Documents parties must furnish to each other
- • effect of failure to furnish
(1) If served with a copy of this section as provided in ORS 107.088 (Clerk of court to furnish certain information when petition is filed), each party in a suit for legal separation or for dissolution shall provide to the other party copies of the following documents in their possession or control:
(a) All federal and state income tax returns filed by either party for the last three calendar years.
(b) If income tax returns for the last calendar year have not been filed, all W-2 statements, year-end payroll statements, interest and dividend statements and all other records of income earned or received by either party during the last calendar year.
(c) All records showing any income earned or received by either party for the current calendar year.
(d) All financial statements, statements of net worth and credit card and loan applications prepared by or for either party during the last two calendar years.
(e) All documents such as deeds, real estate contracts, appraisals and most recent statements of assessed value relating to real property in which either party has any interest.
(f) All documents showing debts of either party, including the most recent statement of any loan, credit line or charge card balance due.
(g)(A) Certificates of title or registrations of all automobiles, motor vehicles, boats or other personal property registered in either party’s name or in which either party has any interest.
(B) For all automobiles, motor vehicles and boats described in subparagraph (A) of this paragraph, documentation evidencing the vehicle identification number or other unique identifying number.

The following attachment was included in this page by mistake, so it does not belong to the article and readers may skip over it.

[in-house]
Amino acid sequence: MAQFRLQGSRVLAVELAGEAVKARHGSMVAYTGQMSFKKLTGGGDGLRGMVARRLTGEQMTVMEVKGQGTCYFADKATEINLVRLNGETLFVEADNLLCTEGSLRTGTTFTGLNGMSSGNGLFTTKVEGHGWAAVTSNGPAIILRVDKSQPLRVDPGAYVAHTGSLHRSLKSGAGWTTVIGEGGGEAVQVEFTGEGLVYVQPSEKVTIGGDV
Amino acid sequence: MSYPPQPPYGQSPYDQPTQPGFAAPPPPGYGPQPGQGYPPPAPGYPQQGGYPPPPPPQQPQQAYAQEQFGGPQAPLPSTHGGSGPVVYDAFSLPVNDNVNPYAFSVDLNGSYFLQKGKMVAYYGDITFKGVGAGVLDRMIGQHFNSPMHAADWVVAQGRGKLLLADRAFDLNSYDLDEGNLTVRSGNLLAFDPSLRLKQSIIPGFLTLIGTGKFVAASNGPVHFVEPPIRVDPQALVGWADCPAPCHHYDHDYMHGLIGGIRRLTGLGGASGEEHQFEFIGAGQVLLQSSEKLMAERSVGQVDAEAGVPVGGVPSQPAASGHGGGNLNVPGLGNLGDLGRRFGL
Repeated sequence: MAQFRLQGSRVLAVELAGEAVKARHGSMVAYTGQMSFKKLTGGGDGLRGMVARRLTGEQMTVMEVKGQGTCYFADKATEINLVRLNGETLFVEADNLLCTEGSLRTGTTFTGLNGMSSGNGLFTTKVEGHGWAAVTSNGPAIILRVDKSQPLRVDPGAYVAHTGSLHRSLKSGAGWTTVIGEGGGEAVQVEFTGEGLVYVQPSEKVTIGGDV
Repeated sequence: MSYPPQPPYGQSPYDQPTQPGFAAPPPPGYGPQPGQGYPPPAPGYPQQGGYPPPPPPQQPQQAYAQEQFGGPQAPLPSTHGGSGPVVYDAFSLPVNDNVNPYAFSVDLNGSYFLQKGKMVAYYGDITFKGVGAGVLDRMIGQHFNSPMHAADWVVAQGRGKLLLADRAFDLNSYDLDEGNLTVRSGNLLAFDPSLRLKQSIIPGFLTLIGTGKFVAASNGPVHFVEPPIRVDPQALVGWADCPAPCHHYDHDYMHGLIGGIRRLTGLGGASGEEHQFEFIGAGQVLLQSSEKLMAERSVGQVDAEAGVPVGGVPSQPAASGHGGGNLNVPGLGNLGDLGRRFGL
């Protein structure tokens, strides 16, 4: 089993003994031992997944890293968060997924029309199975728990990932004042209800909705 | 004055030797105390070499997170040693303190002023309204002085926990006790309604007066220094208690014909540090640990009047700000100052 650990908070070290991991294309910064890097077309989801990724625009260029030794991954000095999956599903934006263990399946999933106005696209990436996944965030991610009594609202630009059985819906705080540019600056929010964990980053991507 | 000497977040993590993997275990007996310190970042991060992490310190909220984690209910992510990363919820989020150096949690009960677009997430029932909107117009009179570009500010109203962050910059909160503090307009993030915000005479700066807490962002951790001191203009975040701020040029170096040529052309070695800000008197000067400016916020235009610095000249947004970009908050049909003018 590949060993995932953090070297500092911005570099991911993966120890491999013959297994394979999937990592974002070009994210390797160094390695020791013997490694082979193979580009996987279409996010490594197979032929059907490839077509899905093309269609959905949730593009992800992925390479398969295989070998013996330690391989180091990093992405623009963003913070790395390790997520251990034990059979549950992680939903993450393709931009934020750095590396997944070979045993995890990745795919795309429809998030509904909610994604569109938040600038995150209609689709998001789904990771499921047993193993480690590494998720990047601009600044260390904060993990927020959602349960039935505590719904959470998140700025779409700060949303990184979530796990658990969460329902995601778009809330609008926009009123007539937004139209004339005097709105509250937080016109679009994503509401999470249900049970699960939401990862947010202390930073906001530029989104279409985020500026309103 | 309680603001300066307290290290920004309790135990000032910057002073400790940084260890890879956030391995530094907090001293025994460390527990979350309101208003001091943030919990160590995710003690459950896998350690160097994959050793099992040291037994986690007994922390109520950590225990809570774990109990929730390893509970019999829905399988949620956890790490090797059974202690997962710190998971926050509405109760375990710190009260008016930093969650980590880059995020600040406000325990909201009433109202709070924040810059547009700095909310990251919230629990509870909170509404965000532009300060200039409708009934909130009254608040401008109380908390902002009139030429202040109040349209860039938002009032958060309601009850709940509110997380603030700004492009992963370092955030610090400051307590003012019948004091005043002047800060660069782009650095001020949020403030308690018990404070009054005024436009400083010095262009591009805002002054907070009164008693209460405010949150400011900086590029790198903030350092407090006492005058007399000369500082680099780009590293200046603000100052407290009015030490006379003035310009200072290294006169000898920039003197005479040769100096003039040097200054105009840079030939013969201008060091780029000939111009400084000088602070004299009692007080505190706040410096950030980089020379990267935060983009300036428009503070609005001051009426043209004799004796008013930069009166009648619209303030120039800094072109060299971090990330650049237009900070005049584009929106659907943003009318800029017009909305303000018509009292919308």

(h) Documents showing stocks, bonds, secured notes, mutual funds and other investments in which either party has any interest.
(i) The most recent statement describing any retirement plan, IRA pension plan, profit-sharing plan, stock option plan or deferred compensation plan in which either party has any interest.
(j) All financial institution or brokerage account records on any account in which either party has had any interest or signing privileges in the past year, whether or not the account is currently open or closed.
(2)(a) Except as otherwise provided in paragraph (b) of this subsection, the party shall provide the information listed in subsection (1) of this section to the other party no later than 30 days after service of a copy of this section.
(b) If a support hearing is pending fewer than 30 days after service of a copy of this section on either party, the party upon whom a copy of this section is served shall provide the information listed in subsection (1)(a) to (d) of this section no later than three judicial days before the hearing.
(3)(a) If a party does not provide information as required by subsections (1) and (2) of this section, the other party may apply for a motion to compel as provided in ORCP 46.
(b) Notwithstanding ORCP 46 A(4), if the motion is granted and the court finds that there was willful noncompliance with the requirements of subsections (1) and (2) of this section, the court shall require the party whose conduct necessitated the motion or the party or attorney advising the action, or both, to pay to the moving party the reasonable expenses incurred in obtaining the order, including attorney fees.
(4) If a date for a support hearing has been set and the information listed in subsection (1)(a) to (d) of this section has not been provided as required by subsection (2) of this section:
(a) By the obligor, the judge shall postpone the hearing, if requested to do so by the obligee, and provide in any future order for support that the support obligation is retroactive to the date of the original hearing; or
(b) By the obligee, the judge shall postpone the hearing, if requested to do so by the obligor, and provide that any support ordered in a future hearing may be prospective only.
(5) The provisions of this section do not limit in any way the discovery provisions of the Oregon Rules of Civil Procedure or any other discovery provision of Oregon law. [1995 c.800 §5; 1997 c.631 §402; 1997 c.707 §33; 2013 c.171 §1]
3 OregonLaws.org assembles these lists by analyzing references between Sections. Each listed item refers back to the current Section in its own text. The result reveals relationships in the code that may not have otherwise been apparent.